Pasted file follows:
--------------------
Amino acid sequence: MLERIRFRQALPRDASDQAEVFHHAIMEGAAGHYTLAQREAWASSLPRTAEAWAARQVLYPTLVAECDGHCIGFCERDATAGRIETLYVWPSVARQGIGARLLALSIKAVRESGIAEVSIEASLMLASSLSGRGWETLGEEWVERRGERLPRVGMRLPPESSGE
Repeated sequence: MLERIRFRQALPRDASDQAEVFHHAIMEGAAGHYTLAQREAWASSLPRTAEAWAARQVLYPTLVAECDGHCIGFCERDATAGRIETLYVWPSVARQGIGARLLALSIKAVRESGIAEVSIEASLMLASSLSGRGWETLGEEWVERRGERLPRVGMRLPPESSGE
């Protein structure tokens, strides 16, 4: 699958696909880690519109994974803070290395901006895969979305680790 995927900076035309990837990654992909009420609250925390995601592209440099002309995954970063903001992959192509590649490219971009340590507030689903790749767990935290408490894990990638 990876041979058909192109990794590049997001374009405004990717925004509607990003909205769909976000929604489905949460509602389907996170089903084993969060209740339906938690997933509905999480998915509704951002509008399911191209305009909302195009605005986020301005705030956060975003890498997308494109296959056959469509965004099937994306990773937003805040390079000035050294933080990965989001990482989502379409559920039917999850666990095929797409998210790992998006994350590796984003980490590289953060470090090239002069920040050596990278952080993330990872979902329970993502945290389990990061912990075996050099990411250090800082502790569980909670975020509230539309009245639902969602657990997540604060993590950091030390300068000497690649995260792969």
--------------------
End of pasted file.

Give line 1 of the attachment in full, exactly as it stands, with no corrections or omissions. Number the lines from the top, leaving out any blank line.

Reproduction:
Amino acid sequence: MLERIRFRQALPRDASDQAEVFHHAIMEGAAGHYTLAQREAWASSLPRTAEAWAARQVLYPTLVAECDGHCIGFCERDATAGRIETLYVWPSVARQGIGARLLALSIKAVRESGIAEVSIEASLMLASSLSGRGWETLGEEWVERRGERLPRVGMRLPPESSGE